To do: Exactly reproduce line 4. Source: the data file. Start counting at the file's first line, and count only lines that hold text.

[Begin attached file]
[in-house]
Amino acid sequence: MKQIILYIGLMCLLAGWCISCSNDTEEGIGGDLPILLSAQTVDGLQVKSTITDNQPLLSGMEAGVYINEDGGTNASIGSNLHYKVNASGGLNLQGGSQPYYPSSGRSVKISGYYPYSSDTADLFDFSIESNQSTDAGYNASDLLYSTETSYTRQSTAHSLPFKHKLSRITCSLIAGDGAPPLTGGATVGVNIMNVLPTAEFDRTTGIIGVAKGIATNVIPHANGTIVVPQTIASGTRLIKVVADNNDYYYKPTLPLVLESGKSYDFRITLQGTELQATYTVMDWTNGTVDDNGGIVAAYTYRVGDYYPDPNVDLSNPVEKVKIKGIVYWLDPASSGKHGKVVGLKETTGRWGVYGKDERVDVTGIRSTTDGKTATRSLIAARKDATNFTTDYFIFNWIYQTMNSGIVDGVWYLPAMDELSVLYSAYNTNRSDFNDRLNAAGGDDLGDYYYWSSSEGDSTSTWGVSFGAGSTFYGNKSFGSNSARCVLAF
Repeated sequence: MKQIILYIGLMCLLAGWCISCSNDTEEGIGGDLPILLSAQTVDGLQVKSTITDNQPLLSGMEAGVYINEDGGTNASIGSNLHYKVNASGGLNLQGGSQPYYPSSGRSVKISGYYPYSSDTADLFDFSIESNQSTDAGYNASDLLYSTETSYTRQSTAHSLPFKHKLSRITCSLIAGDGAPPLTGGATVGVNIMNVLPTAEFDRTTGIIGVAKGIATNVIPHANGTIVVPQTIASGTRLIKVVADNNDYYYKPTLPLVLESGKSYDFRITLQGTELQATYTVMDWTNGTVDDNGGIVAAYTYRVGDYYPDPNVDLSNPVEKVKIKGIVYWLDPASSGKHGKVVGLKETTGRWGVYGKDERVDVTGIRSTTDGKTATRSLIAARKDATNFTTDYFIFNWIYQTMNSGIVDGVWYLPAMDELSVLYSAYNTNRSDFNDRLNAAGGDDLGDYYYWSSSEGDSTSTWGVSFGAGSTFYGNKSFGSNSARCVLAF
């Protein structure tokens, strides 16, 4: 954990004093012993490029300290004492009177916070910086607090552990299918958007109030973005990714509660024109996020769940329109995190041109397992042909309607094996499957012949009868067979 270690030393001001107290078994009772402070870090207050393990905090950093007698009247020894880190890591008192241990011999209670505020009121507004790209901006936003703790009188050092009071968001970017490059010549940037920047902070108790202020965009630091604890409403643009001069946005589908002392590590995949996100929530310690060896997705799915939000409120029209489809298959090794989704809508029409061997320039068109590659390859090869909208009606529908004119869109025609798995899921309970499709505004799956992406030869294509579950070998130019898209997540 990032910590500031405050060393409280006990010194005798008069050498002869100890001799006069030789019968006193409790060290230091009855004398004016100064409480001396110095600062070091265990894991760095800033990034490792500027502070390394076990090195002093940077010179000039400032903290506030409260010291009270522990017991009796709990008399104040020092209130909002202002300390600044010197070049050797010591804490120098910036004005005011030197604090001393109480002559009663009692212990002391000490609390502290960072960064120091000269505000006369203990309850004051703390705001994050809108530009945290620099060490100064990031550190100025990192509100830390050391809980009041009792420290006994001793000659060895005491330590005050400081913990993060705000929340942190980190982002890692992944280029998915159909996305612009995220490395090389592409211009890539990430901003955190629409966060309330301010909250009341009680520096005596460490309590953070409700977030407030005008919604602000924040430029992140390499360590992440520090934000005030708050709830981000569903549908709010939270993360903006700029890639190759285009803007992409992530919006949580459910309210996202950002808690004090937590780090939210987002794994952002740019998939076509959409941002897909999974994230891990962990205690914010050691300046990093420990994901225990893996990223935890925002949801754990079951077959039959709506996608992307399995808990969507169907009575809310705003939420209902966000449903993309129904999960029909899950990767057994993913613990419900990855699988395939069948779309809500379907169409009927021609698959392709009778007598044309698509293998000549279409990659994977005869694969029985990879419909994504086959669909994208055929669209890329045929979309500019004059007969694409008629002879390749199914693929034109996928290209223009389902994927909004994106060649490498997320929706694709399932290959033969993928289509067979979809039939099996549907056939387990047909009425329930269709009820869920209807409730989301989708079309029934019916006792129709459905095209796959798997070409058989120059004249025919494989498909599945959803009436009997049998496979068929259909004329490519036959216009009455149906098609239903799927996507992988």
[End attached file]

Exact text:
């Protein structure tokens, strides 16, 4: 954990004093012993490029300290004492009177916070910086607090552990299918958007109030973005990714509660024109996020769940329109995190041109397992042909309607094996499957012949009868067979 270690030393001001107290078994009772402070870090207050393990905090950093007698009247020894880190890591008192241990011999209670505020009121507004790209901006936003703790009188050092009071968001970017490059010549940037920047902070108790202020965009630091604890409403643009001069946005589908002392590590995949996100929530310690060896997705799915939000409120029209489809298959090794989704809508029409061997320039068109590659390859090869909208009606529908004119869109025609798995899921309970499709505004799956992406030869294509579950070998130019898209997540 990032910590500031405050060393409280006990010194005798008069050498002869100890001799006069030789019968006193409790060290230091009855004398004016100064409480001396110095600062070091265990894991760095800033990034490792500027502070390394076990090195002093940077010179000039400032903290506030409260010291009270522990017991009796709990008399104040020092209130909002202002300390600044010197070049050797010591804490120098910036004005005011030197604090001393109480002559009663009692212990002391000490609390502290960072960064120091000269505000006369203990309850004051703390705001994050809108530009945290620099060490100064990031550190100025990192509100830390050391809980009041009792420290006994001793000659060895005491330590005050400081913990993060705000929340942190980190982002890692992944280029998915159909996305612009995220490395090389592409211009890539990430901003955190629409966060309330301010909250009341009680520096005596460490309590953070409700977030407030005008919604602000924040430029992140390499360590992440520090934000005030708050709830981000569903549908709010939270993360903006700029890639190759285009803007992409992530919006949580459910309210996202950002808690004090937590780090939210987002794994952002740019998939076509959409941002897909999974994230891990962990205690914010050691300046990093420990994901225990893996990223935890925002949801754990079951077959039959709506996608992307399995808990969507169907009575809310705003939420209902966000449903993309129904999960029909899950990767057994993913613990419900990855699988395939069948779309809500379907169409009927021609698959392709009778007598044309698509293998000549279409990659994977005869694969029985990879419909994504086959669909994208055929669209890329045929979309500019004059007969694409008629002879390749199914693929034109996928290209223009389902994927909004994106060649490498997320929706694709399932290959033969993928289509067979979809039939099996549907056939387990047909009425329930269709009820869920209807409730989301989708079309029934019916006792129709459905095209796959798997070409058989120059004249025919494989498909599945959803009436009997049998496979068929259909004329490519036959216009009455149906098609239903799927996507992988």